Shenendehowa was one of Section II’s first schools to reap the rewards of a strong youth program in terms of wins and championships on the court, and Divison I college scholarships to the player that made it happen, some of the earliest being 1988 graduate Wendy Czelusniak (New Mexico State), and 1990 twin graduates Laura and Debbie Barnes (Richmond).
Several more Division I players followed during the Strube era including Jen Scanlon (1992, Duke), who, like Debbie Barnes, earned the New York Miss Basketball award during her senior year. State career scoring leader Caryn Schoff of St. Johnsville (1995, Syracuse) and Carolyn Gottstein of Albany (2000, Boston College) would later garner that award, as well.
“We had a ridiculous youth feeder program,” said Strube, who won four state titles and 10 Section II championships in his coaching run at Shenendehowa from 1979-2012. “The cool thing was the dads didn’t just focus on their daughters. They developed the whole program, and I got the credit.”
“When I started out, they didn’t start until high school,” Pugliese said of his early groups at Draper. “They’re playing in third and fourth grade now.”
“I just think if you look at the ’80s and ’90s, girls’ sports started to evolve,” Neely said. “There are so many opportunities for female athletes in so many sports.”
In more recent years, single-sport specialization has become more common among female athletes, weight rooms have became more available and personal trainers and coaches have became more prevalent.
“Everything plays a role,” Mlinar said.
Increased exposure of different kinds has also aided both players and college coaches in the recruiting process.
“I remember when [former Daily Gazette sports editor] Butch Walker asked me if I wanted to cover a Bishop Gibbons girls basketball game. We had never done that before,” said Bill Buell, a Gazette sportswriter from 1978 through 2002. “The rest is history. A few years later, we put out our first Gazette All-Area girls’ basketball team.”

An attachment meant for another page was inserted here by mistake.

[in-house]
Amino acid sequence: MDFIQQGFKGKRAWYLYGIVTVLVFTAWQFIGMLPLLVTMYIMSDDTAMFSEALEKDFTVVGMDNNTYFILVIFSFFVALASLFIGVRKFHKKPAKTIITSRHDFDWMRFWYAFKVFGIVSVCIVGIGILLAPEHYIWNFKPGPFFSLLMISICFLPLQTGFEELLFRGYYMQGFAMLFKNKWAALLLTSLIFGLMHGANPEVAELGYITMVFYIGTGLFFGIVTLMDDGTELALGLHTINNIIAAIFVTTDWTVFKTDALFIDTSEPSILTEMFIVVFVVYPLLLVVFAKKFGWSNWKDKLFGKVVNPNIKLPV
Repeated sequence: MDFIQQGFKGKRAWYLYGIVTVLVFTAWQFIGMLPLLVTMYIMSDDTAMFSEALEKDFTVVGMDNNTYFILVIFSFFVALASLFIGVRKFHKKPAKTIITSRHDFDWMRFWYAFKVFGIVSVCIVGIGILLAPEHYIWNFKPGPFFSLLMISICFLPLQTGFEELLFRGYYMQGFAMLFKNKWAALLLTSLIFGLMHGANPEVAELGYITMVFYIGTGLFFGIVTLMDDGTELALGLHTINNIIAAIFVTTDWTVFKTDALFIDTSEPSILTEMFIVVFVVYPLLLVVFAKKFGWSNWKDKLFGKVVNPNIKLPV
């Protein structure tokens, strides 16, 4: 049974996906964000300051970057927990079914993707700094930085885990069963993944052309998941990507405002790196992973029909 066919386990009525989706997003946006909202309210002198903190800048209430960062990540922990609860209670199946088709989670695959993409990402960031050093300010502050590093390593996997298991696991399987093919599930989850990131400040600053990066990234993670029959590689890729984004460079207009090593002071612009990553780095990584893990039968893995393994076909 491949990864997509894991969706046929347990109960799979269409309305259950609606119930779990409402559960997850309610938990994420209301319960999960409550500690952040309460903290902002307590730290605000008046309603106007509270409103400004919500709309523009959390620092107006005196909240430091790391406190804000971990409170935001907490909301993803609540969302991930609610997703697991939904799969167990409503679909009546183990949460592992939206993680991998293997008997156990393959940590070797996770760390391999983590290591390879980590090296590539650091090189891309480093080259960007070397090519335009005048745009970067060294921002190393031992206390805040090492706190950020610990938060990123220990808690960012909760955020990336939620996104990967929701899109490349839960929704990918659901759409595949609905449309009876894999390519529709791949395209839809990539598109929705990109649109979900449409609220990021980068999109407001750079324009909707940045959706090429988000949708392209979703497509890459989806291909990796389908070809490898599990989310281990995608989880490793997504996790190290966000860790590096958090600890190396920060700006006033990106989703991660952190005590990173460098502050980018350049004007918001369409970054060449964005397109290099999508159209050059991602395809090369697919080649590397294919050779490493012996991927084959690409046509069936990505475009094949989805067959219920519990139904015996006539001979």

Buell covered that initial girls’ game during the 1983-84 season, three years after the first NCAA Division I women’s basketball tournament was staged, and a decade after Ann Meyers became the first female basketball player in the United States to get a four-year athletic scholarship from UCLA.
“We always had a few good players,” Buell said of his early years with the newspaper. “The mindset was different then. Most girls didn’t think about getting Division I scholarships.”
Buell said star players such as Shawn Shafer, who went from Bishop Gibbons to Siena in 1986, Tanya Hansen, who went from Albany to Rutgers in 1988, and Anita Kaplan, who went from Bethlehem to Stanford in 1991, helped change that thought process.
Kaplan was in the national spotlight her freshman season when she played a role in Stanford’s NCAA Division I championship. (That team, of course, was coached by Schenectady County native and all-time women’s college basketball wins leader Tara VanDerveer, who struggled to find girls’ teams to play for in her youth.)
“Once those girls started getting some publicity, others thought, ‘We can do that, too,'” Buell said. “‘This avenue is open to me.'”
Chudy saw youngsters flock to 2020 graduate Dolly Cairns, Saratoga Springs’ career points leader who is playing at Rhode Island, and 2019 grad Kerry Flaherty, who is competing at Holy Cross.
“The neat part is watching the younger kids who want to emulate them,” said Robin Chudy, whose team includes her daughter, sophomore Natasha Chudy — one of Section II’s rising stars.
Fontenelle-Posson knows younger eyes are on her, as her own were on 2018 Niskayuna graduate Olivia Owens, who is currently playing at Kentucky after spending time with the Maryland program.
“I watched her for a long time and still keep tabs on how she is doing,” Fontenelle-Posson said. “It’s a cycle. Now it’s my turn to try to set an example so the younger girls can see what can happen with hard work.”